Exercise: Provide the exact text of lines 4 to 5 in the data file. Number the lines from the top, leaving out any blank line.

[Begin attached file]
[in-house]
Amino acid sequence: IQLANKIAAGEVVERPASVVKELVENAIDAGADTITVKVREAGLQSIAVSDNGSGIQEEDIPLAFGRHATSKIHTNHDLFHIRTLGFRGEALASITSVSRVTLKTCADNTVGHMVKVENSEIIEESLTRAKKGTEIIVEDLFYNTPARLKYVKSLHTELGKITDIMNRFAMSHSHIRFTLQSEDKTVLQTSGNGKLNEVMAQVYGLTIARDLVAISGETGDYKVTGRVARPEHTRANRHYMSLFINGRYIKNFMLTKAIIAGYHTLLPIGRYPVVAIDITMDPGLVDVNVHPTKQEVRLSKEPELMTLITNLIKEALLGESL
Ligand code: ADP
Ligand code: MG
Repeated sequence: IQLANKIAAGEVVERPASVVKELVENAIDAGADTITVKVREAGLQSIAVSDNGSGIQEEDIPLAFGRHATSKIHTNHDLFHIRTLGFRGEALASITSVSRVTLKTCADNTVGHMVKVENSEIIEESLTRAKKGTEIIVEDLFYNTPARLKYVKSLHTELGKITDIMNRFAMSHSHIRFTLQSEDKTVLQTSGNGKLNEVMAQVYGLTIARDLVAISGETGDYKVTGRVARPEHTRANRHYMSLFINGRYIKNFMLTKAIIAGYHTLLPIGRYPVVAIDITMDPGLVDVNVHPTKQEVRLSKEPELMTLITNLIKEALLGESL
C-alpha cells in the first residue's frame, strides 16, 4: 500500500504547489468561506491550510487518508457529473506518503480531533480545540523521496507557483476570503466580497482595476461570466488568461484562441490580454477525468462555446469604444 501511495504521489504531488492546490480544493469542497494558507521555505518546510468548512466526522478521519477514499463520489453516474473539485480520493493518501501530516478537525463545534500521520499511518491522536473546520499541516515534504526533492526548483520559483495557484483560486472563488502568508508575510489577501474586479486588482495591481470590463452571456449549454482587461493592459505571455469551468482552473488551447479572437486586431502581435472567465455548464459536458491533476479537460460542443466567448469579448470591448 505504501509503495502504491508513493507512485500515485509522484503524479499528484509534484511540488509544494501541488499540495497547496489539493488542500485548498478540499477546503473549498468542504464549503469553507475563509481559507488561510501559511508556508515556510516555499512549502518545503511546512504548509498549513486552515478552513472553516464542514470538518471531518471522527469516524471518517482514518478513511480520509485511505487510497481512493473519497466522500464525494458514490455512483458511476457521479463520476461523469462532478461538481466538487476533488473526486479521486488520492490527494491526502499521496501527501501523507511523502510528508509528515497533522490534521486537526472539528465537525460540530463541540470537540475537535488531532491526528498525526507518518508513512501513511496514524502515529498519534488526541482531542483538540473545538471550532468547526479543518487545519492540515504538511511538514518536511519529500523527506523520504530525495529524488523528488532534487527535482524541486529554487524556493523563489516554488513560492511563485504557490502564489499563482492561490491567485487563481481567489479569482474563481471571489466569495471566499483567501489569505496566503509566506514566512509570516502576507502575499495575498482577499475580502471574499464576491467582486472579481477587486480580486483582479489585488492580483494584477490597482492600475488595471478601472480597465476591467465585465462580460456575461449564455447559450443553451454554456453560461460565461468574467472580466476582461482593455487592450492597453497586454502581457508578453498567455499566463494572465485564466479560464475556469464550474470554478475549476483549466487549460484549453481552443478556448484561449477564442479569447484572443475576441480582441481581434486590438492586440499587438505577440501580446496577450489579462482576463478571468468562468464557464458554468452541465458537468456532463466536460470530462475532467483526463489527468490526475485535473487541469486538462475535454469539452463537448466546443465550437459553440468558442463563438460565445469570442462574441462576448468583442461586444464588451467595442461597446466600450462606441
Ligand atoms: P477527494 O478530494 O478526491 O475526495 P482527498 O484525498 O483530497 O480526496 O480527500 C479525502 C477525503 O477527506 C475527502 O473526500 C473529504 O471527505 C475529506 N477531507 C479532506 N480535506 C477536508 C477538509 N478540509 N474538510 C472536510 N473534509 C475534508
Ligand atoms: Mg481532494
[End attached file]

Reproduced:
Ligand code: MG
Repeated sequence: IQLANKIAAGEVVERPASVVKELVENAIDAGADTITVKVREAGLQSIAVSDNGSGIQEEDIPLAFGRHATSKIHTNHDLFHIRTLGFRGEALASITSVSRVTLKTCADNTVGHMVKVENSEIIEESLTRAKKGTEIIVEDLFYNTPARLKYVKSLHTELGKITDIMNRFAMSHSHIRFTLQSEDKTVLQTSGNGKLNEVMAQVYGLTIARDLVAISGETGDYKVTGRVARPEHTRANRHYMSLFINGRYIKNFMLTKAIIAGYHTLLPIGRYPVVAIDITMDPGLVDVNVHPTKQEVRLSKEPELMTLITNLIKEALLGESL